Missouri's Conservation Department has the legal and constitutional authority to regulate captive deer as well as those in the wild, the Missouri appeals court in St. Louis ruled Tuesday.
The three-judge panel then transferred the case to the state Supreme Court "because of the general interest and importance of the questions involved."
The four members argued the voter-approved 1936 constitutional amendment creating the Conservation Commission gave it that authority.
The plaintiffs' lawsuit argued the Conservation Department didn't have the authority to issue or enforce regulations affecting captive deer herds and operations, because they are not "game" nor "wildlife resources of the state" as listed in that amendment.
The four-member commission in 2014 adopted new regulations aimed at fighting "chronic wasting disease," or CWD — a fatal disease that affects cervids, the class of animals that includes deer and elk, and that is spread through animal-to-animal contact or through environmental contamination.
The new regulations, set to go into effect on Jan. 1, 2015, were delayed during the court battles:
Prohibited the "possession of wildlife," including "wildlife raised or held in captivity," unless permitted by commission regulations.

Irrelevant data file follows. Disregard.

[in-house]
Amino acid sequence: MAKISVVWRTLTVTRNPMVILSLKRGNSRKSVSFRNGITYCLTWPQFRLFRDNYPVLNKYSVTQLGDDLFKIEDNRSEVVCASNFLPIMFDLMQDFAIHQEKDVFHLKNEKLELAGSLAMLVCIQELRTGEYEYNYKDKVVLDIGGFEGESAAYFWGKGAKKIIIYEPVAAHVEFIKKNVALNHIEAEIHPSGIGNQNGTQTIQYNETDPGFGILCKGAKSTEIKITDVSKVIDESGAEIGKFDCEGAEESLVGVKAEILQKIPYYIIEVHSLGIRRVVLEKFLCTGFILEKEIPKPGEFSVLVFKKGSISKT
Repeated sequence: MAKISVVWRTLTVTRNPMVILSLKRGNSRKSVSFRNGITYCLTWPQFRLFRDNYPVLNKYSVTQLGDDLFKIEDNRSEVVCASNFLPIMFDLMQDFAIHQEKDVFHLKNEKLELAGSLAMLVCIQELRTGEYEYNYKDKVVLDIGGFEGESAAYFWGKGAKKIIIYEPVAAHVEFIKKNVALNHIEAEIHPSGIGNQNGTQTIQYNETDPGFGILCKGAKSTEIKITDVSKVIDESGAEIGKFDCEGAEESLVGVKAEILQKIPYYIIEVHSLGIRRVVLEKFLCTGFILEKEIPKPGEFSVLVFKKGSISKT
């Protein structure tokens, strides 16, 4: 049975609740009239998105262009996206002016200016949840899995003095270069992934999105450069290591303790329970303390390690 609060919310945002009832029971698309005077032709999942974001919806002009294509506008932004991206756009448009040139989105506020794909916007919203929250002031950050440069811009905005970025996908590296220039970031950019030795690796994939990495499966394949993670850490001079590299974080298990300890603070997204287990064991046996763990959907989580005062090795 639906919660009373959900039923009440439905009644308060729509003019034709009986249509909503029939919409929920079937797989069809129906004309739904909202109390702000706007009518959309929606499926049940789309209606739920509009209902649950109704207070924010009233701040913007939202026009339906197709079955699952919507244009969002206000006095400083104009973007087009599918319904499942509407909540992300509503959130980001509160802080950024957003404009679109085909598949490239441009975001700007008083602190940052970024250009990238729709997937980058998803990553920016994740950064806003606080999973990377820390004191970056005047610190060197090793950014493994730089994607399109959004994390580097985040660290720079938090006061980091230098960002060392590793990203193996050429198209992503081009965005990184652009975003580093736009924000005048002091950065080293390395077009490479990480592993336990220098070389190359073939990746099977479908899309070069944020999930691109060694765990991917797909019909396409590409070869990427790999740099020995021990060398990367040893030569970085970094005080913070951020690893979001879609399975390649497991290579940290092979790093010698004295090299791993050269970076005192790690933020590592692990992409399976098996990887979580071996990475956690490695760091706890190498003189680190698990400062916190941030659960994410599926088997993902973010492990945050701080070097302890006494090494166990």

Imposed fencing and confinement requirements for cervids in captivity or private ownership.
Required veterinary testing, record-keeping and reporting requirements on hunting preserves.
Mandated "only cervids born inside the state of Missouri" could be bred, held in captivity or hunted on big game preserves.
The plaintiffs also argued the regulations violated their "right to farm" under the 2014 constitutional amendment.
The case originally was filed in Gentry County in November 2014, was transferred to Osage County in February 2015 — then was transferred again in May 2015 to neighboring Gasconade County.
Osage County Associate Circuit Judge Rob Schollmeyer heard the evidence and arguments and, on Sept. 15, 2016, issued the ruling the department appealed.
Schollmeyer ruled if Conservation enforced its regulations, the businesses would "suffer irreparable harm" through lost business and loss of customer goodwill.
He also ruled the regulations would eliminate "the interstate market for captive cervids," and force the businesses to spend "hundreds of thousands of dollars" to comply with the fencing regulations.
But the appeals court determined the Conservation Commission has the regulations authority.
"Given the highly communicable nature of CWD," Judge Robert Dowd wrote, "the Commission's efforts to restore and conserve free-ranging cervids would be threatened without the authority to regulate all cervids" that could infect the wild ones.
The court also said the businesses didn't qualify under the "right to farm" amendment's language.